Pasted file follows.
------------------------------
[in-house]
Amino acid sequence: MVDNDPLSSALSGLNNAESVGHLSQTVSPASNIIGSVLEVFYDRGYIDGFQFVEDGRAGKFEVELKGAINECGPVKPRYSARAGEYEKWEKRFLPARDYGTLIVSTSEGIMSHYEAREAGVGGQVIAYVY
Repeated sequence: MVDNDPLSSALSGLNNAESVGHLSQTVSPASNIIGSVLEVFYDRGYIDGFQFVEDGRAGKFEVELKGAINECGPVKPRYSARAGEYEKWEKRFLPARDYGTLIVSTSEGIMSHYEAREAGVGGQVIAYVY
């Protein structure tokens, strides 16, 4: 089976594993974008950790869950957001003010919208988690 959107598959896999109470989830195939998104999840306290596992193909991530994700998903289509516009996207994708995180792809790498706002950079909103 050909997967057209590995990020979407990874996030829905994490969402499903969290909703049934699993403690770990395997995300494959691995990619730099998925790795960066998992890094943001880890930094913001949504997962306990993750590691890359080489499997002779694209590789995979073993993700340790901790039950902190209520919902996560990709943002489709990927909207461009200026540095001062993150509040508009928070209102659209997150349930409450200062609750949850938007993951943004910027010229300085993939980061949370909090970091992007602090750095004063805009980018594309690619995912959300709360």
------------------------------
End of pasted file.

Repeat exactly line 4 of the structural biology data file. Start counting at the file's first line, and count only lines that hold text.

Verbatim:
């Protein structure tokens, strides 16, 4: 089976594993974008950790869950957001003010919208988690 959107598959896999109470989830195939998104999840306290596992193909991530994700998903289509516009996207994708995180792809790498706002950079909103 050909997967057209590995990020979407990874996030829905994490969402499903969290909703049934699993403690770990395997995300494959691995990619730099998925790795960066998992890094943001880890930094913001949504997962306990993750590691890359080489499997002779694209590789995979073993993700340790901790039950902190209520919902996560990709943002489709990927909207461009200026540095001062993150509040508009928070209102659209997150349930409450200062609750949850938007993951943004910027010229300085993939980061949370909090970091992007602090750095004063805009980018594309690619995912959300709360």